Sequences of aptamers specific for EpCAM and determination of their Kd values

Among the aptamers tested, EP166 (5′-AAC AGA GGG ACA AAC GGG GGA AGA TTT GAC GTC GAC GAC A-3′) showed the highest binding affinity against EpCAM. As shown in Figs. 3A and 3B, EP166 binds with HepG2 cells expressing EpCAM but not HepG2 cells. The confocal microscopic analysis also clearly demonstrated that EP166 binds with HepG2 cells expressing EpCAM (Fig. 3C). The aptamer specific to EpCAM was already identified using recombinant EpCAM protein [29]. This aptamer, named SYL3C, shows high affinity to MDA-MB-231 (breast cancer cell line) and KatoIII (gastric cell line) with nanomolar Kd value (Song et al., 2013). Additionally, various potential applications, such as cancer cell imaging and circulating tumor cell detection, were displayed. Thus, we determined to compare EP166 with the SYL3C aptamer. Surprisingly, EP166 bound more tightly with HepG2 cells expressing EpCAM than SYL3C under our experimental conditions (Fig. 3D). The secondary structure prediction data using the mfold program demonstrated that EP166 has two hairpin structures located at very close range (Fig. 4A). They seem to have an important role in binding with EpCAM, but more experiments are necessary to verify this hypothesis. The EP166 aptamer showed tight binding toward HepG2 cells expressing EpCAM with a Kd value of 5.48 ± 0.84 μM. On the other hand, EP166 binds very weakly with HepG2 cells. This may due to the low expression of EpCAM in HepG2 cells.

Binding of aptamers toward J1ES mouse embryonic stem cells

Next, we tested the possibility that EP166 could be used as an embryonic stem cell marker. A wide range of cell surface markers and genetic molecular markers have been reported to be indicative of undifferentiated embryonic stem cells (Zhao et al., 2012). EpCAM has been used as a marker of human embryonic stem cells, mouse embryonic stem cells, embryonic carcinoma cells, and hepatocellular carcinoma. In this study, J1ES, a mouse embryonic stem cell line, was used, and we examined whether EP166 can specifically bind or not. As shown in Fig. 4C, EP166 binds with undifferentiated J1ES cells. On the other hand, EP166 cannot bind with J1ES cells anymore when the cells differentiate into embryonic bodies (Fig. 4D). These results strongly indicate that EP166, an aptamer against EpCAM, could be used as a specific marker for embryonic stem cells.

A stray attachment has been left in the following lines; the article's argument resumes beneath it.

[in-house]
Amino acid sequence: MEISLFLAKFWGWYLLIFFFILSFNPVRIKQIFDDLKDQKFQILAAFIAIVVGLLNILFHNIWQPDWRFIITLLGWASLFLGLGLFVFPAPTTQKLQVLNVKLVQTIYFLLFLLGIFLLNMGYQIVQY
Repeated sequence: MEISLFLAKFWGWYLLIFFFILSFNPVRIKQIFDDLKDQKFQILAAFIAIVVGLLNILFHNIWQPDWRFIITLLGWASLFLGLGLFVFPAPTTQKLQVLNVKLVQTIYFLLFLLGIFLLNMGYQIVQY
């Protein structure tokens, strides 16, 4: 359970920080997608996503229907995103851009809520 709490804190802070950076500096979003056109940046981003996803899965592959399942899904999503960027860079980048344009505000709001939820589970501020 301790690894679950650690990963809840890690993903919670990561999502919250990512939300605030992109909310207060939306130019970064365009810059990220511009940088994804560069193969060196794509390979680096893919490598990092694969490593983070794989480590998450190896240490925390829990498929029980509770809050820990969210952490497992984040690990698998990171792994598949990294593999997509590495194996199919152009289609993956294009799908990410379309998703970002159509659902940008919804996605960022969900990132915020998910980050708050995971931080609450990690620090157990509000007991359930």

As described in the introduction section, EpCAM is overexpressed in most cancers and is an ideal marker for clinical uses in cancer diagnosis/treatment, imaging, and prognosis. Therefore, besides application as a stem cell marker, the aptamer against EpCAM could be applied in a variety of clinical fields.

Supplementary data
Fig. 1. The overexpression of EpCAM in HepG2 cells. (A) The overexpression of EpCAM was confirmed by Western blot analysis using anti-EPCAM antibody. (B) The cell-surface overexpression of EpCAM was confirmed by FACS analysis using anti-EpCAM antibody. The retroviral expression system was used to ectopically express EpCAM. The FLAG tag was inserted at the C-terminal end of EpCAM.